I used to pack a healthy sized sandwich for lunch and pretty much never stop.  I always ALWAYS carry and drink lots of water.  I find that every year I am stopping more and eating more hot lunch.  A big part of it is that as an instructor I get sufficient food discounts that eating at the resort isn't more expensive than whatever other option I would have tried.  And skiing lots of days means that I am not worried about getting one more turn in.  I also carry energy bars and pop them when needed.  They are also good to give to friends or clients who are bonking.  And of course some days you just have lessons through lunch.  That tends to call for two energy bars.

Pack Lunch vs. Buy Lunch = 40/60
Stop for lunch vs. eat on chair = 75/25
Days: 60+
Instructor: Guilty.

post #37 of 45
Season pass
30-50 days

In the old days before high speed lifts, I used to occasionally skip lunch. If I did eat lunch I almost always ate late because lines were shorter 12-1:30. It was simply a matter of not being tired or hungry and wanting to get more runs in. Now, when I'm working, it's not unusual to work through lunch (freeski? - we have a 12:00 line up!). I never have a problem bonking out when I skip lunch. I always eat a good breakfast and have plenty of fat stored in reserve. Sometimes I'll have a granola bar/Cliff bar to tide me over. Sometimes I'll have a late lunch and skip dinner. When I'm not working, I've reached the age where I can enjoy lunch as much as I enjoy skiing.
post #38 of 45
Yes I eat lunch.  I find that with high speed lifts I get plenty of skiing in and will often opt for a sit-down restaurant if a resort has one over the cafeteria.  If it's warmish and the sun is out then it's grilled burgers on the deck.  I used to bring a pbj or some leftovers in my backpack but seldom bother with that any more.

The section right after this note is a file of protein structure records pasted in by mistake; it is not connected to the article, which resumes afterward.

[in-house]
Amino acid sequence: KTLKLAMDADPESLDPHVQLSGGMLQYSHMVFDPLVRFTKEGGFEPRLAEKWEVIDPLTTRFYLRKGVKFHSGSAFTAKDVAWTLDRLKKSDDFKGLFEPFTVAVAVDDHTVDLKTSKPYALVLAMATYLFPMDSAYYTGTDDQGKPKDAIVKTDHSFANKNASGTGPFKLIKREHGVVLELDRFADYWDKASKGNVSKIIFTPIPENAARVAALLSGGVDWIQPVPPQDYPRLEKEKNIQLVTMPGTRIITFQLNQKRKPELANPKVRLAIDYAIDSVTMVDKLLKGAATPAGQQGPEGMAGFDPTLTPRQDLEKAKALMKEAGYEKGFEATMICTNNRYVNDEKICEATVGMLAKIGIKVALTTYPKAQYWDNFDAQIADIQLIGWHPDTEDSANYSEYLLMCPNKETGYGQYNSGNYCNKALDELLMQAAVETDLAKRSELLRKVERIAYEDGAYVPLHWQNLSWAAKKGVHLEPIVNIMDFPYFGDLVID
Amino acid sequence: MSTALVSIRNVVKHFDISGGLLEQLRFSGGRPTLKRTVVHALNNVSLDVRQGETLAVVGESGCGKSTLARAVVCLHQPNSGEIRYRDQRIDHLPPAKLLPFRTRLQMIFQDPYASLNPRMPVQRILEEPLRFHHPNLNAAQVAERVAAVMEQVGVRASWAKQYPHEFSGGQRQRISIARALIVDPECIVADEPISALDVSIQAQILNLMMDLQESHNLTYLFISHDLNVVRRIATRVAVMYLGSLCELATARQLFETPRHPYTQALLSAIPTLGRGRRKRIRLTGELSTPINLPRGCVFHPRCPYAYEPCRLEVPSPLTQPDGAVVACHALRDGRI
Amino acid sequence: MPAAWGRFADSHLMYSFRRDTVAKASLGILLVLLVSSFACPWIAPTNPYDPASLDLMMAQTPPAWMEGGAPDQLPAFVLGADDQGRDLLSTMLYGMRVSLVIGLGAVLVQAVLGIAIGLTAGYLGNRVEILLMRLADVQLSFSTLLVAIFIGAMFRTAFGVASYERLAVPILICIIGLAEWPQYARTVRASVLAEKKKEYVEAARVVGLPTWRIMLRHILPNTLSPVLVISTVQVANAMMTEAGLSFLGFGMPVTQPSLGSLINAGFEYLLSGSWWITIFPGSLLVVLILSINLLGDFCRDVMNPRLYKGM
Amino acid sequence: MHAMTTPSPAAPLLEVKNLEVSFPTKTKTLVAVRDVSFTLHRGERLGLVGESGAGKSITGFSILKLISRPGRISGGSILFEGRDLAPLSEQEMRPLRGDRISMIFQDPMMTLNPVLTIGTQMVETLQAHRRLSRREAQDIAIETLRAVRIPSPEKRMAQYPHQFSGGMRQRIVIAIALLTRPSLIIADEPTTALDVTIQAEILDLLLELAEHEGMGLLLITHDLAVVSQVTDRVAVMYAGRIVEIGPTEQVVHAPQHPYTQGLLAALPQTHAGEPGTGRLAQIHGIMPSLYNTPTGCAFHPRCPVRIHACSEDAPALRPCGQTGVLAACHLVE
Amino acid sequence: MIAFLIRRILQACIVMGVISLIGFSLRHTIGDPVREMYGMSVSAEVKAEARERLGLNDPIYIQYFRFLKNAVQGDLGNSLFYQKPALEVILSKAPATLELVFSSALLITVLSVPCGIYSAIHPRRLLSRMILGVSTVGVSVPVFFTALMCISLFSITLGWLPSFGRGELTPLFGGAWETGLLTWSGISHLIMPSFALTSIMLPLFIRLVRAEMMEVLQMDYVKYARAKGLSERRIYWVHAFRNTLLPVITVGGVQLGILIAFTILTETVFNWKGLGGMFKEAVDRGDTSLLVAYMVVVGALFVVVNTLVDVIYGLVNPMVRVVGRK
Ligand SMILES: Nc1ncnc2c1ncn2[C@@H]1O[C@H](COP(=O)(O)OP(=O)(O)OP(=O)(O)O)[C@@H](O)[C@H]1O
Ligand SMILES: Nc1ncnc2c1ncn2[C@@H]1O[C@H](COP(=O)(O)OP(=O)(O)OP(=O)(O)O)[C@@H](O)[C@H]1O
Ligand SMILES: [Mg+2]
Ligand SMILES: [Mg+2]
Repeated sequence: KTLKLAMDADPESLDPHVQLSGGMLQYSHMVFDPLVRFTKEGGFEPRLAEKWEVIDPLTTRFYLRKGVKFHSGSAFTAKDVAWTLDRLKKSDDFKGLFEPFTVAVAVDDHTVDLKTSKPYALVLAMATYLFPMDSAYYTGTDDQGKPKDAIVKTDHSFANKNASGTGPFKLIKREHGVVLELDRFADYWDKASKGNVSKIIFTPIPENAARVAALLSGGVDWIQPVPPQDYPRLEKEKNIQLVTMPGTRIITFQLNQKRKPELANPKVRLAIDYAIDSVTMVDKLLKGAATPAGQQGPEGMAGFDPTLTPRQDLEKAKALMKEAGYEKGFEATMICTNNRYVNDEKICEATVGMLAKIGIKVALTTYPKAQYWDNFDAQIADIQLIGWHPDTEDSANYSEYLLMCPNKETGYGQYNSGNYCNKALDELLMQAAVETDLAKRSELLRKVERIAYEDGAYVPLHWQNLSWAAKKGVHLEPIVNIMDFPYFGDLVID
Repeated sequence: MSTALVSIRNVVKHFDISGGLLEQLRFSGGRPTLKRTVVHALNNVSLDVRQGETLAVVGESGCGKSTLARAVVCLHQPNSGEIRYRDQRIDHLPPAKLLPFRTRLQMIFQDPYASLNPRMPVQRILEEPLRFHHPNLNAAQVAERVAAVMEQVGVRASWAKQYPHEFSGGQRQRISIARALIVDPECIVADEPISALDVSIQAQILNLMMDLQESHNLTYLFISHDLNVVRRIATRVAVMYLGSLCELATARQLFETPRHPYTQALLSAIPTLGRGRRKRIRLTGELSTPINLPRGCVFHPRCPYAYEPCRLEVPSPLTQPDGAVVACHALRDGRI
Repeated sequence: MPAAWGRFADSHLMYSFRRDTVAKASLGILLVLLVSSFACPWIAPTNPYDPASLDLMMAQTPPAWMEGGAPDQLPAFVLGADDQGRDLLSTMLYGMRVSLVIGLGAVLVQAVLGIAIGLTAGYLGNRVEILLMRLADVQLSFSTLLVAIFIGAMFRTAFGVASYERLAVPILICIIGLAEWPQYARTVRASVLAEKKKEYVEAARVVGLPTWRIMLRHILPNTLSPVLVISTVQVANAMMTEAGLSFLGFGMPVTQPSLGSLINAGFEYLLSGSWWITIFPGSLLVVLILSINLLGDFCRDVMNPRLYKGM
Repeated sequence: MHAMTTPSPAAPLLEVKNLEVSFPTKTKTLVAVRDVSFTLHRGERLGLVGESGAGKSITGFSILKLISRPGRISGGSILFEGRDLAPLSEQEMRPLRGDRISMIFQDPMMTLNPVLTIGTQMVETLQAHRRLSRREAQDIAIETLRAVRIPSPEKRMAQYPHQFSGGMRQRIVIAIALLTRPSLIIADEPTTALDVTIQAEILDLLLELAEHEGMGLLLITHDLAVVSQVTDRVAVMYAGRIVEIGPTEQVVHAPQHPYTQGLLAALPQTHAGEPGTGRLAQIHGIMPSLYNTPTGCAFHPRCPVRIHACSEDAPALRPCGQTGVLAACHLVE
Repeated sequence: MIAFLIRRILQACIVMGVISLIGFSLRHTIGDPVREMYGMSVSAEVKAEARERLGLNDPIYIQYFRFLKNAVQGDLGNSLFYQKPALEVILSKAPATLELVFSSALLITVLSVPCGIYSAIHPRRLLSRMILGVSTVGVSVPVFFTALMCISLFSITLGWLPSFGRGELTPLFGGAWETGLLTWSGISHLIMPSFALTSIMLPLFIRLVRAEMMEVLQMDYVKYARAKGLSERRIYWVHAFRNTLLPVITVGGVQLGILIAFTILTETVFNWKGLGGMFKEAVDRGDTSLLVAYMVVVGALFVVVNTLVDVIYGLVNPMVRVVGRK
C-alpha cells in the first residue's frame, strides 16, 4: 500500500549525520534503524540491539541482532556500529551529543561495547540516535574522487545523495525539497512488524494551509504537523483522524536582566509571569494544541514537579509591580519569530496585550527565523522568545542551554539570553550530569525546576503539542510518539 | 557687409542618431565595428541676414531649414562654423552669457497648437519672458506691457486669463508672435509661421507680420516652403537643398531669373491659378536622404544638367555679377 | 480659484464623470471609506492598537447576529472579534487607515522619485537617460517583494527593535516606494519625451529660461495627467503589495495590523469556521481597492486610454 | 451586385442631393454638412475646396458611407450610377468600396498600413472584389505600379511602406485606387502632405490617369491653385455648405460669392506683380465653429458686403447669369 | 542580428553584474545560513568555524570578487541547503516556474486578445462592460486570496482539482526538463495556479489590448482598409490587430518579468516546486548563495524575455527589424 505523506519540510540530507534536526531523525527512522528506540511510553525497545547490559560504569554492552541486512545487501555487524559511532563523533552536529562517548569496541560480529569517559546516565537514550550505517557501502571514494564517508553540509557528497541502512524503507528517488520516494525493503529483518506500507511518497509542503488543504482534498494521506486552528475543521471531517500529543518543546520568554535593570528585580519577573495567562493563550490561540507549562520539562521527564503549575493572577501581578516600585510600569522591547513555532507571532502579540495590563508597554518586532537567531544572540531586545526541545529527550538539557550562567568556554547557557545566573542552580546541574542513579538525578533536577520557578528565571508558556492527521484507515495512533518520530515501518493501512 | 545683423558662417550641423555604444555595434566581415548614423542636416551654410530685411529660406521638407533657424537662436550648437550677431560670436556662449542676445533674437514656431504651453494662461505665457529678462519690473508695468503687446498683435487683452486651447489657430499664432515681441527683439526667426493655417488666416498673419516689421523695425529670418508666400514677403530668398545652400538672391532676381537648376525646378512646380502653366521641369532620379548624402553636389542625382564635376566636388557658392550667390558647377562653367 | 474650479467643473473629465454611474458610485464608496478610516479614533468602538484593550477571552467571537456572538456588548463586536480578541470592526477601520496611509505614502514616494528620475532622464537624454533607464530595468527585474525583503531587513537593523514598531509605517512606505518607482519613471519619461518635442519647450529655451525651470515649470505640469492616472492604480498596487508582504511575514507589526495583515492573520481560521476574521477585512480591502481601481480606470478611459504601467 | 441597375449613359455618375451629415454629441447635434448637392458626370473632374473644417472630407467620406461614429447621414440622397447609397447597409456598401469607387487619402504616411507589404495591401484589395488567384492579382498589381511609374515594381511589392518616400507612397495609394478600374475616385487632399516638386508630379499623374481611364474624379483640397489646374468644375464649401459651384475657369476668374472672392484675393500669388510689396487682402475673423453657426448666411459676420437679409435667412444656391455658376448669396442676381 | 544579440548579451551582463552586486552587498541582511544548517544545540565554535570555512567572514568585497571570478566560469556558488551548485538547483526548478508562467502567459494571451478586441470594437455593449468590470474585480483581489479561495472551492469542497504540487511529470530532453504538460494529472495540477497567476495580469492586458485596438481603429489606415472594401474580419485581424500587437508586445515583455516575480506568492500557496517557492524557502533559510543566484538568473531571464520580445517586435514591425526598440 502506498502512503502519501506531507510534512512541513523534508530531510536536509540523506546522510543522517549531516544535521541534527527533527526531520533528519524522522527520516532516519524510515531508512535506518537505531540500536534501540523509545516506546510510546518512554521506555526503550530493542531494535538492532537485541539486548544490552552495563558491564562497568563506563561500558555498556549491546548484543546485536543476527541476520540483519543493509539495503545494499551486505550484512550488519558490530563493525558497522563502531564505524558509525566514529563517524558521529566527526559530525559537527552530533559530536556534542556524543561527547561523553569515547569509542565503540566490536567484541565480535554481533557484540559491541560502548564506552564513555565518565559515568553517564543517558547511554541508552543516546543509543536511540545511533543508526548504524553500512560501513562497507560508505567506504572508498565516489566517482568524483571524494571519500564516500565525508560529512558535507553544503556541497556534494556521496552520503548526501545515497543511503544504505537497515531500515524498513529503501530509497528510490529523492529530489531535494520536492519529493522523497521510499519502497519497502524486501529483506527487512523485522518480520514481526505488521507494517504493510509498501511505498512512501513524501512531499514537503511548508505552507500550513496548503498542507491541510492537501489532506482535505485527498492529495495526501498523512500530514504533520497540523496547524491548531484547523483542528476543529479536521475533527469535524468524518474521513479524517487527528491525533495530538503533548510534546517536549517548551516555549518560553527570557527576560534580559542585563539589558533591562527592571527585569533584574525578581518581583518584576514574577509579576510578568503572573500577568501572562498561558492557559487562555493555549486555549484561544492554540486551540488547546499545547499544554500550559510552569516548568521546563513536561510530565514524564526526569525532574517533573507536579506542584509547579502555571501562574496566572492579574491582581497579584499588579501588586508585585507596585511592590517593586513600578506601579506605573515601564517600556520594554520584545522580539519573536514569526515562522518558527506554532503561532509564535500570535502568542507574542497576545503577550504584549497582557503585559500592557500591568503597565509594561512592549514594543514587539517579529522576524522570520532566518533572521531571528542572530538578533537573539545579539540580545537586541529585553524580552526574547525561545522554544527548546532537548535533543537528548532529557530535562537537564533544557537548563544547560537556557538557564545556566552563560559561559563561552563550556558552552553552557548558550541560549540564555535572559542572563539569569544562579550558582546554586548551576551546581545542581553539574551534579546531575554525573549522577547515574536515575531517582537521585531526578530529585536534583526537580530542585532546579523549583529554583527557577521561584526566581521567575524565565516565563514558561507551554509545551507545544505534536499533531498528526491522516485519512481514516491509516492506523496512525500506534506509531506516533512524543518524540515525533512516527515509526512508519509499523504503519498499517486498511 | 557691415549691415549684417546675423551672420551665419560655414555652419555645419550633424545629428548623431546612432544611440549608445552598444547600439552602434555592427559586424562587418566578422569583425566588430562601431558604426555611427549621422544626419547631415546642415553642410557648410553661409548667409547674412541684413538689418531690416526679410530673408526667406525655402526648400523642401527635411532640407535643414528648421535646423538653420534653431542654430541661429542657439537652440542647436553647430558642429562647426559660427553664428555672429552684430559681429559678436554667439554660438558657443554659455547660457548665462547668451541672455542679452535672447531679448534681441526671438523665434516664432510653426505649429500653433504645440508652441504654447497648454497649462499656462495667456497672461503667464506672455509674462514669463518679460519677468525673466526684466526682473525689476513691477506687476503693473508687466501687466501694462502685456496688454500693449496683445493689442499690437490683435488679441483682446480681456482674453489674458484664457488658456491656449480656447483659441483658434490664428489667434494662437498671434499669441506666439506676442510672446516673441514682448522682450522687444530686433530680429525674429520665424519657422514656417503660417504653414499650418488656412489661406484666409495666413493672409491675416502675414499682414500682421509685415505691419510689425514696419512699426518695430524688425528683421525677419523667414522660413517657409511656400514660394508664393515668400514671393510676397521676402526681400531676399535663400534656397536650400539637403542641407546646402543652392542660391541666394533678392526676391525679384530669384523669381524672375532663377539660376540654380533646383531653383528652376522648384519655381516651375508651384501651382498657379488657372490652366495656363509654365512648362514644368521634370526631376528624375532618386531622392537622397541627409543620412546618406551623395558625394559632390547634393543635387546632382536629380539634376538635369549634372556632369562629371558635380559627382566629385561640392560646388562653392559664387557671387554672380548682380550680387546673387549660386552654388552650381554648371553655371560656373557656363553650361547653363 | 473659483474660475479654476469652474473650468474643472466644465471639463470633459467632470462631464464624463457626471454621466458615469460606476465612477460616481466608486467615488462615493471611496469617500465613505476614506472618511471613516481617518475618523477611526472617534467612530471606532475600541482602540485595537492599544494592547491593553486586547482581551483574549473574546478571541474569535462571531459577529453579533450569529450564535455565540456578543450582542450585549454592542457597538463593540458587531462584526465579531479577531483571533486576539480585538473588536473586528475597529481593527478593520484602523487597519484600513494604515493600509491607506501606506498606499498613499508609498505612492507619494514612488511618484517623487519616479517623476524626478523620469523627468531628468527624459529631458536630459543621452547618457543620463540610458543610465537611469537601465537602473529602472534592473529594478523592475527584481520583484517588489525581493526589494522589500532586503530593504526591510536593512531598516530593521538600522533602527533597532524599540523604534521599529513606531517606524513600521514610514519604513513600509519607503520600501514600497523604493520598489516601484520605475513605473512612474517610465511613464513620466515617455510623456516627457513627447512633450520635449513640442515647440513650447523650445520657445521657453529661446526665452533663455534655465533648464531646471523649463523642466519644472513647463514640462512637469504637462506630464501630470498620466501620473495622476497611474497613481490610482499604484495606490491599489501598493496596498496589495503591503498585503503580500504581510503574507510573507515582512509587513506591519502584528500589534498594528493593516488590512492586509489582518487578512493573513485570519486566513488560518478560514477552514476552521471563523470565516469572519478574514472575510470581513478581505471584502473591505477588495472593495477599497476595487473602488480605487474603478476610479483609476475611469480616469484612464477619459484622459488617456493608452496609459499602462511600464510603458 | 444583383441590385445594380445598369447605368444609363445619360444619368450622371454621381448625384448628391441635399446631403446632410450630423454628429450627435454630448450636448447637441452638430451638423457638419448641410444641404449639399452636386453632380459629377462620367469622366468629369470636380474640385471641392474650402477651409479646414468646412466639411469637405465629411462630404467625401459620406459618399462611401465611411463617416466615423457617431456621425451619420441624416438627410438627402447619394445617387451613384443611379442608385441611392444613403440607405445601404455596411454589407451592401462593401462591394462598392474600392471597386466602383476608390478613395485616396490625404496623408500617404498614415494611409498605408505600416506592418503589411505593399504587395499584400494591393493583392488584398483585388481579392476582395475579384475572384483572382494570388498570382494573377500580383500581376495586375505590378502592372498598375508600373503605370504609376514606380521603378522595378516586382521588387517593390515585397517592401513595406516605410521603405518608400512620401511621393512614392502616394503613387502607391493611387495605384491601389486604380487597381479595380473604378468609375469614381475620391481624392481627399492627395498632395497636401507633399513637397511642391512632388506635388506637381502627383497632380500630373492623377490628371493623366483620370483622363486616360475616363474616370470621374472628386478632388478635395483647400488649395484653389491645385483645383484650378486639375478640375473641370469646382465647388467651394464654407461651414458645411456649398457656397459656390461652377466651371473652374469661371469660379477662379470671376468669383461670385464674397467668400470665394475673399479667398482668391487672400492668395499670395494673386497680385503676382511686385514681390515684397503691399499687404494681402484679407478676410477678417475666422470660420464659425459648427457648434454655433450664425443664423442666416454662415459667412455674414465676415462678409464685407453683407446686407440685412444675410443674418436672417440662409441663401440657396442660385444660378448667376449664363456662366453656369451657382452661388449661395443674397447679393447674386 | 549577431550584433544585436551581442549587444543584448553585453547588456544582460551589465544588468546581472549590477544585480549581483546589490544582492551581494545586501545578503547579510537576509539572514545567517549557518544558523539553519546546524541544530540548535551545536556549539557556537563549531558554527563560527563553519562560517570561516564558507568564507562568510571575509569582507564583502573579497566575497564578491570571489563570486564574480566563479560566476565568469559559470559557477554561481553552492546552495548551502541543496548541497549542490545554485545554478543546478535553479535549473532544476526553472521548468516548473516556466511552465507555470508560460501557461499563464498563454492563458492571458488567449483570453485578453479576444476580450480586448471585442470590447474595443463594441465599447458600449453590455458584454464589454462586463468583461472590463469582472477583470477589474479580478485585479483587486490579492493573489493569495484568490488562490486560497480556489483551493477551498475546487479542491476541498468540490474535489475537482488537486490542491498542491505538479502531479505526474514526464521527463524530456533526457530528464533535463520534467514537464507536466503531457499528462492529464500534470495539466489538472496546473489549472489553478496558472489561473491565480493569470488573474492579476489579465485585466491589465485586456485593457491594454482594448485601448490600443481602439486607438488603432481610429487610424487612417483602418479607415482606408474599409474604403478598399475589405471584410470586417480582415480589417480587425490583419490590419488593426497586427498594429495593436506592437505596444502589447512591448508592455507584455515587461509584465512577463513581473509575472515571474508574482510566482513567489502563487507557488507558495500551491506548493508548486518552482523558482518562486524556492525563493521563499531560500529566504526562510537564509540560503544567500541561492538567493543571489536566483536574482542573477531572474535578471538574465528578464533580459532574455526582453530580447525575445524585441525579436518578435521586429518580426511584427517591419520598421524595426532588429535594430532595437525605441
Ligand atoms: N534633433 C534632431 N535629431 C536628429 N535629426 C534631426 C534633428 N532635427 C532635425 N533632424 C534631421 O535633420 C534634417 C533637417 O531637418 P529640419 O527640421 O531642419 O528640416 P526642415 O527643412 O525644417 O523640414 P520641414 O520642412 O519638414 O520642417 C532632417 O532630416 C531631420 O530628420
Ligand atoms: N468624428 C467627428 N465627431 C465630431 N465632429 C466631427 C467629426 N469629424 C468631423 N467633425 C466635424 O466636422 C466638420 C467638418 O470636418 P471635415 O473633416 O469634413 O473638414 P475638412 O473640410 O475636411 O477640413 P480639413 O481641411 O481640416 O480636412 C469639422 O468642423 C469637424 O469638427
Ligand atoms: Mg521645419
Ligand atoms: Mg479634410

post #39 of 45
Season pass: yes
# days: 50+
Instructor:  no

Once the noon lunch crowd returns to the slopes, I stop for ~10 minutes to rehydrate and eat a modest meal.
post #40 of 45
Interesting topic here,

Well when we are out west. I always carry a backpack with me. Typically a few apples, water, and granola bars for the lifts. For lunch typically we pack a few sandwiches. I don't stop at the lodge for lunch very often (unless I am skiing back home). But, when we are out west we enjoy taking a half hour out of our day to find a quiet place to unclick and take in the view over a lunch break.

This is one of my favorite times of the ski day. I get to reflect upon my skiing of the day and we get to plan the next areas we want to ski.
post #41 of 45
5-10 days a season

Skiing solo I eat a bag lunch at the vehicle when I hike back there to change skis.

Skiing with Bears or my kid it is usually a quick bowl of chili fries and a pop about 11am.

When I skied everyday and had equipment room access I either ate at the lodge or left and came back
post #42 of 45